This is one story which does not have a happy ending, however, as later that afternoon during the evening safari the lions began to stir again.  They made a beeline straight for the wildebeest calf, made short work of him as if he were a rag doll and dragged him down into the riverbed to be eaten at their leisure.

All photo’s by Rob Overy

Cameron Pearce – Head Ranger, Kapama Karula

Leopards for January

Leopard Sightings for January 2011

 

 

 

This month really has been a great month @ Kapama for seeing Leopard. The vast majority of these sightings (18 out of 43) were of a young female Imbilo and her two cubs. They were seen nearly every day and the cubs are now getting older and much more active. The months of patience and the careful approach to these cubs now means that they are far more relaxed than their mother. This makes them much easier to find and to follow. The only drawback is that both the remaining cubs are male so are unlikely to stay past 18 to 24 months of age. Hopefully though the value of this same patience will pay off when Imbali, Dzongeni and Dzongeni’s daughter have their own cubs, as well as Imbilo’s next litter. With luck Dzongeni’s daughter will settle somewhere on the reserve.

There were a number of other leopard sightings around the reserve, which considering the no off road policy for the summer is still an amazing number. Some of these sightings were unfortunately brief though many sightings were stable and a number of vehicles were able to pass through.

Here are some of the leopard photo’s that one of our guests, Rob Overy took.

 

Mike Kirkman-Senior Ranger, Kapama Karula

November the Month for Leopards

Great leopard sightings for the month, left us with some magnificent photo opportunities.

November we had about 36 separate leopard sightings on Kapama. From these sighting, 6 different Leopards (without the cubs) was individually identified using spot pattern variation. These characters ranged from number and spacing of muzzle spots to the forehead and eye patterns. 

One of the Leopards that we have seen is a female with the 2 remaining cubs that is about 4 months old, most of the sightings were around Karula.  This female and her cubs provided some great photo opportunities and the cubs are completely relaxed with the game drive vehicles. Hopefully these cubs will remain in the area and stay as relaxed as they are now.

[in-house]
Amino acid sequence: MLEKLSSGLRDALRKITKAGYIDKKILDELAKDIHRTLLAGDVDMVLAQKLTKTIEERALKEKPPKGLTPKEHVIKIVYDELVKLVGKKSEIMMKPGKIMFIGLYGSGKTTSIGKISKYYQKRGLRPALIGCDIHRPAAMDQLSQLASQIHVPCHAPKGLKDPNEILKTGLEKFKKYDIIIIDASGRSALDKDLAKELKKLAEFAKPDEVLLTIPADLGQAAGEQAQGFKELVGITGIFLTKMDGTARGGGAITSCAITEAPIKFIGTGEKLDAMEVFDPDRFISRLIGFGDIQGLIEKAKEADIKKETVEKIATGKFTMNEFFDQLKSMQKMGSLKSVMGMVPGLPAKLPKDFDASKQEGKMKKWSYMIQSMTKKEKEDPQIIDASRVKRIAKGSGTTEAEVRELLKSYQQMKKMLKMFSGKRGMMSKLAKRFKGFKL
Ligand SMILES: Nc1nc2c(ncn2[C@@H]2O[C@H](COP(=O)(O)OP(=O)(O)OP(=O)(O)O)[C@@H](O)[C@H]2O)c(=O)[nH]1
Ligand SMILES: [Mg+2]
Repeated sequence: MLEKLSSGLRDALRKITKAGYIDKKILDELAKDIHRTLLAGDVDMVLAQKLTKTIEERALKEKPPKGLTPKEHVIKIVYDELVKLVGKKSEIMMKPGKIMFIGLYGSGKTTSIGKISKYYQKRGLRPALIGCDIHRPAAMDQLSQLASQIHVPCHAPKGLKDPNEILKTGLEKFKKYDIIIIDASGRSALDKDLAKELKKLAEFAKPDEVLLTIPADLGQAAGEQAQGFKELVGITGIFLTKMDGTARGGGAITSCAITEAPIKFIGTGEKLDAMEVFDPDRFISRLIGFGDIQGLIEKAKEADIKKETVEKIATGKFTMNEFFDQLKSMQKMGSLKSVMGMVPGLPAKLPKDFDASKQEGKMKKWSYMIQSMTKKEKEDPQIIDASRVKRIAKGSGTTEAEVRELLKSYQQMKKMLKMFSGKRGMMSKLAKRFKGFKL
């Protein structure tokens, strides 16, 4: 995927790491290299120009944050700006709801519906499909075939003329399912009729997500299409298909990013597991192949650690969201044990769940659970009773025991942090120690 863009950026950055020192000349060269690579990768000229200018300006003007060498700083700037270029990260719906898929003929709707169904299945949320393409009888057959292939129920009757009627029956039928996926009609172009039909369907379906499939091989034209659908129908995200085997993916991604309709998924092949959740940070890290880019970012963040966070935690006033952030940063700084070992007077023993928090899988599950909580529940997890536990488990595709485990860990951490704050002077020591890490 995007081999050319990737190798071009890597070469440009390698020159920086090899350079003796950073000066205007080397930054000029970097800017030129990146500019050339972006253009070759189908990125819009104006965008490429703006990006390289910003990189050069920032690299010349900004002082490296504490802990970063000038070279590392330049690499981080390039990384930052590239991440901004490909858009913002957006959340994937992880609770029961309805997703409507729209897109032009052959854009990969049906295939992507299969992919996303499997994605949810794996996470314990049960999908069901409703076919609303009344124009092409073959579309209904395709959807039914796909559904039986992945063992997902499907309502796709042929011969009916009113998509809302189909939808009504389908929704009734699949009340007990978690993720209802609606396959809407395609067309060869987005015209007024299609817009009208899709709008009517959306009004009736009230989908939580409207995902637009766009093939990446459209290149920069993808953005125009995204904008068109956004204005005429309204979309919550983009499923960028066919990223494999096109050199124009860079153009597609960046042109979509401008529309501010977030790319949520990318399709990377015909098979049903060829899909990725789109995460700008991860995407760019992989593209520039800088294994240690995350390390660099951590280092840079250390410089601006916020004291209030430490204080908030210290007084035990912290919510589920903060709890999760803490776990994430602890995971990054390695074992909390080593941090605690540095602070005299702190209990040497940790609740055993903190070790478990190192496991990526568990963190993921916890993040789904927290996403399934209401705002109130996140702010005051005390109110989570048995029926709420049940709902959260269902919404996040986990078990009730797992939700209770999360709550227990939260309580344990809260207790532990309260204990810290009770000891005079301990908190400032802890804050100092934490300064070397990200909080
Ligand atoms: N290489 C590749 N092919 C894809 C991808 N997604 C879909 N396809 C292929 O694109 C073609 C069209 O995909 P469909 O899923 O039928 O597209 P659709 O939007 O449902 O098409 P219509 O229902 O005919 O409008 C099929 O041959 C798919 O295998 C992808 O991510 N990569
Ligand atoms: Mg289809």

Another female with 2 cubs been seen around River Lodge and to the north of the lodge. Toward the end of the month her young male cub was not seen frequently and this may simply be due to the thick vegetation after the first rains.

A resident big tom leopard has been seen a couple of times and also one morning with one of the females with her two young cubs. We also had a couple of great sighting of two young males, one that spends his time in the North of the reserve and was also seen with one of the females, possibly mating. The other one regularly seen in the south of Kapama tends to be shyer.

Another female leopard was regularly seen in the middle of the reserve. Sightings were more challenging and photo opportunities not great at all times due to the thick vegetation and many gullies rather than any nervousness on her part.

A great way to end November and start December.

Mike Kirkman- Kapama Karula, Senior Ranger

Photos by- Andries Jamneck

Eland

eland-picture

Eland, Tragelaphus oryx, are the largest antelope species in Sub-Saharan Africa, as well as here at Kapama. Our herd used to be quite large, but over time our lions have compressed the number down to just one lone female Eland. Our large male lion can consume at most round about 25 kg of meat at a sitting, and with a male Eland weighing up to 950-1000kg, that’s a nice long weekend’s worth of gorging for our lion pride.

Eland are cousins of Kudu, Bushbuck, and Nyala. All are in the Spiral Horned Antelope Family and all are what’s known as “Track-on-Track walkers,” meaning they put one foot down and then the next foot on the same spot to minimize the amount of noise they make in the bush. Both male and female Eland have horns, the males are short and thick and the females long and slender. Eland can jump over three meters in height and are built to survive in most climates from desert to Bushveld, to Lowveld, and mountains.

Female Eland are a tawny color, sometimes going into a light grey as they get older. They have a small flap of skin under their neck on their chest known as a Dewlap, where as male Eland are a grey  hue, turning almost black with age and have a large Dewlap. The purpose of the Dewlap is to help with thermoregulation in arid habitats. The females give birth around the same time as each other, “Flooding the market,” and will form a cresh as the young reach a few weeks old. After a month or two the young form a juvenile herd that follows the adult mixed male-female herd from feeding spot to feeding spot.

By: Noelle DiLorenzo – Kapama River Lodge Ranger